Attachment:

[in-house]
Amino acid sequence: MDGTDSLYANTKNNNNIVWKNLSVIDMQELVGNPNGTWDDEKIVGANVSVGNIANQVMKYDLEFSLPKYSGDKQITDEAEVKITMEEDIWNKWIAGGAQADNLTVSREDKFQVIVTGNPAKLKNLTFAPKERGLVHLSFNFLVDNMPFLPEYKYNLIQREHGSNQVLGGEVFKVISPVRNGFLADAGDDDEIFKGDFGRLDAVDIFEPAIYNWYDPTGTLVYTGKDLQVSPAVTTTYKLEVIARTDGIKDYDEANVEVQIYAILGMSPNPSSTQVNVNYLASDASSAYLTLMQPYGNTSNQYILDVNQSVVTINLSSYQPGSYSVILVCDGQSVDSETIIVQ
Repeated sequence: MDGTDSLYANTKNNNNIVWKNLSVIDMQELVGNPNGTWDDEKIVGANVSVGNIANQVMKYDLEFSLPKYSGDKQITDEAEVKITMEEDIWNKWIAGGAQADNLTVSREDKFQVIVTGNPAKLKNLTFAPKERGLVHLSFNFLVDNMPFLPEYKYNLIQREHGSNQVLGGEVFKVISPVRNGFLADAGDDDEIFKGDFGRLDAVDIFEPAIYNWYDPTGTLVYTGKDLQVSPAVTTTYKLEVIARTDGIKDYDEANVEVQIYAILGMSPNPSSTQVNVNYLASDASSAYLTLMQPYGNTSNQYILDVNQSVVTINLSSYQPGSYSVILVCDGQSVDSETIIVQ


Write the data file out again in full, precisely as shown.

[in-house]
Amino acid sequence: MDGTDSLYANTKNNNNIVWKNLSVIDMQELVGNPNGTWDDEKIVGANVSVGNIANQVMKYDLEFSLPKYSGDKQITDEAEVKITMEEDIWNKWIAGGAQADNLTVSREDKFQVIVTGNPAKLKNLTFAPKERGLVHLSFNFLVDNMPFLPEYKYNLIQREHGSNQVLGGEVFKVISPVRNGFLADAGDDDEIFKGDFGRLDAVDIFEPAIYNWYDPTGTLVYTGKDLQVSPAVTTTYKLEVIARTDGIKDYDEANVEVQIYAILGMSPNPSSTQVNVNYLASDASSAYLTLMQPYGNTSNQYILDVNQSVVTINLSSYQPGSYSVILVCDGQSVDSETIIVQ
Repeated sequence: MDGTDSLYANTKNNNNIVWKNLSVIDMQELVGNPNGTWDDEKIVGANVSVGNIANQVMKYDLEFSLPKYSGDKQITDEAEVKITMEEDIWNKWIAGGAQADNLTVSREDKFQVIVTGNPAKLKNLTFAPKERGLVHLSFNFLVDNMPFLPEYKYNLIQREHGSNQVLGGEVFKVISPVRNGFLADAGDDDEIFKGDFGRLDAVDIFEPAIYNWYDPTGTLVYTGKDLQVSPAVTTTYKLEVIARTDGIKDYDEANVEVQIYAILGMSPNPSSTQVNVNYLASDASSAYLTLMQPYGNTSNQYILDVNQSVVTINLSSYQPGSYSVILVCDGQSVDSETIIVQ